There are several new impressive advancements in the latest version of t-sql; this article will focus on “Ranking” functions.
Prior to the release of SQL Server 2005 with its t-sql enhancements, working with blocks of related data was clunky at best. T-sql authors mostly relied on “GROUP BY” statements and then had to perform “CURSOR” and/or “SORT BY” acrobatics in order to return contiguous blocks of data in any meaningful manner.
Ranking functions overcome previous limitations to working with subsets of data within implicit groups.
In other words, SQL Server developers are now able to in essence, perform “GROUP BY” operations within existing groups.
We can achieve such actions by choosing from several segregation actions according to the desired result along with the familiar “SORT BY” finishing touches.
To begin these examples, first I’ll show you the source data.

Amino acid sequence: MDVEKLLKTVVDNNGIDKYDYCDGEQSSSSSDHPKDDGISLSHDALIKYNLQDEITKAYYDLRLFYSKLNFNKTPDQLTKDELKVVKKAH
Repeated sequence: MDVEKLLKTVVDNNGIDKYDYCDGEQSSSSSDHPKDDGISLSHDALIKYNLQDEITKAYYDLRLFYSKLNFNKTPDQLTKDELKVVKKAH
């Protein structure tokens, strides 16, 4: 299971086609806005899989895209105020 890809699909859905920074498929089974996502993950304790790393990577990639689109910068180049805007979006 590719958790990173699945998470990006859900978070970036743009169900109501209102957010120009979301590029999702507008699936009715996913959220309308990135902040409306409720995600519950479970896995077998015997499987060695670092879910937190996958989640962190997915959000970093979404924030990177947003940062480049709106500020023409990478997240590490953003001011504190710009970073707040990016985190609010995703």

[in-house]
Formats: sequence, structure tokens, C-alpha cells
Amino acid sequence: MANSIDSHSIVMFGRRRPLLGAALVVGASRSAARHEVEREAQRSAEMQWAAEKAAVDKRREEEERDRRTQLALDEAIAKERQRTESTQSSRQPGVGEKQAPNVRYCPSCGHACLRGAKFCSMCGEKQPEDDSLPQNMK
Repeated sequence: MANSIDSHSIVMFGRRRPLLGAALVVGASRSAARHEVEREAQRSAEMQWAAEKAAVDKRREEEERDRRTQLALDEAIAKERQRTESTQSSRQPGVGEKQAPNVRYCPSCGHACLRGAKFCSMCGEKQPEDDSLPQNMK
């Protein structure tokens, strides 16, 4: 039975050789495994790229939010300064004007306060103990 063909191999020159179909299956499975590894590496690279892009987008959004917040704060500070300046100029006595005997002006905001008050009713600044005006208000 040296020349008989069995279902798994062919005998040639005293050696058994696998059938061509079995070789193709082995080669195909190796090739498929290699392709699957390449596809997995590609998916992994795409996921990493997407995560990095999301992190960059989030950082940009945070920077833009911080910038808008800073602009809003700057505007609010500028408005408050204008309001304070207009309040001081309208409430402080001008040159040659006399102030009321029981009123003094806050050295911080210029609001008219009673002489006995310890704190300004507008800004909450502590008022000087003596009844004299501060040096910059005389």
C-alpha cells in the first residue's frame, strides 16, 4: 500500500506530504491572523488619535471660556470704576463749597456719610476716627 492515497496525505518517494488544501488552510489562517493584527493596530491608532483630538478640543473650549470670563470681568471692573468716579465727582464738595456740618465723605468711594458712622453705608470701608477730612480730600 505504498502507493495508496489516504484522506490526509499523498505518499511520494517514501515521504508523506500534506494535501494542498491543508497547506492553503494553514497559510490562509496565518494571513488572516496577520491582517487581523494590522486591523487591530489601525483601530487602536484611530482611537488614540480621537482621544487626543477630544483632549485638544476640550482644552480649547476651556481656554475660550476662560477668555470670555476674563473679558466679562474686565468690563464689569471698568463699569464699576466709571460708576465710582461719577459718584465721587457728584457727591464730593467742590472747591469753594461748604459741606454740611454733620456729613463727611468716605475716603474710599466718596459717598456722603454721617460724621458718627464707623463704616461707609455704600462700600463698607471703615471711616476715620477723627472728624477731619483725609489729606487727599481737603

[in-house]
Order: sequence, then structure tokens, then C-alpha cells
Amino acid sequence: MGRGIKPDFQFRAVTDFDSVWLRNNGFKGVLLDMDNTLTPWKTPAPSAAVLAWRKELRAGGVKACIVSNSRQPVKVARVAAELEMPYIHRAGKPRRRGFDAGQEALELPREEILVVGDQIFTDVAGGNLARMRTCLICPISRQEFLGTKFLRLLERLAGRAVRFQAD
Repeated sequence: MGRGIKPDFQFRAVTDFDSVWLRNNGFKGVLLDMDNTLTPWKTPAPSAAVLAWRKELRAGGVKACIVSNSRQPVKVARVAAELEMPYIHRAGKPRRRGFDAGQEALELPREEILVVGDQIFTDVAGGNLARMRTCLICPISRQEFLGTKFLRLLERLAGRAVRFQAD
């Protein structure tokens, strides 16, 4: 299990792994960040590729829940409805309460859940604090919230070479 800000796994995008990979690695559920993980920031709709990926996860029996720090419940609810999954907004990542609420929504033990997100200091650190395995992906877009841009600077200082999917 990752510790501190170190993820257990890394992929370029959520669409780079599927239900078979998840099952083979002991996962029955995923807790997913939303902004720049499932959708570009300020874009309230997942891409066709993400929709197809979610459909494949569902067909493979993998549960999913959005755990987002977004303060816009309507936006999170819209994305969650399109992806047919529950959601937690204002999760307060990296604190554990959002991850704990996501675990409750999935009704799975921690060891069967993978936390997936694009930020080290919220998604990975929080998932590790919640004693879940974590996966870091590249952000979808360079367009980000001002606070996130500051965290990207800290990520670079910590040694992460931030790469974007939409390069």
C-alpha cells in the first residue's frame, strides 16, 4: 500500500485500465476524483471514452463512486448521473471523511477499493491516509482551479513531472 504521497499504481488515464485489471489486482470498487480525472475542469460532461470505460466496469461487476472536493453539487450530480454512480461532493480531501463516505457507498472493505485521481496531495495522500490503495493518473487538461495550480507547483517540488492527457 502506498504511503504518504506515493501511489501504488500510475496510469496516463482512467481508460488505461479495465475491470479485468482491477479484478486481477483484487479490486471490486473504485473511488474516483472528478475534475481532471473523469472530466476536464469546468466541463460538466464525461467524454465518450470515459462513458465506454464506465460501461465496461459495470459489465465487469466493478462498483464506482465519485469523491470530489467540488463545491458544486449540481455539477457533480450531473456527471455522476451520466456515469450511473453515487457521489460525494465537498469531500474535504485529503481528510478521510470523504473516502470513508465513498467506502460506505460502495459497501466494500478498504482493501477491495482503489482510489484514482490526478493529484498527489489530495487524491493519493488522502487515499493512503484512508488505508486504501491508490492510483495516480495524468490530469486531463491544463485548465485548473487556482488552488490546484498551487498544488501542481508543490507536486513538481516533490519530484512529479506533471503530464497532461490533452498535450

It’s simply a series of records reflecting average data about people such as would be common to most databases .
For example, for all of our example will be working with the following fields: FirstName, Age, and Gender.
In this final example, you can see how the sequencing may be determined by an entire subset as opposed to individual records within each group.
In this example, I’ve instructed the result set it may have only 3 “Age Groups.”
When the query is executed, each record is assigned one of the three groups according to its statistical relevance to other records within the returning result set.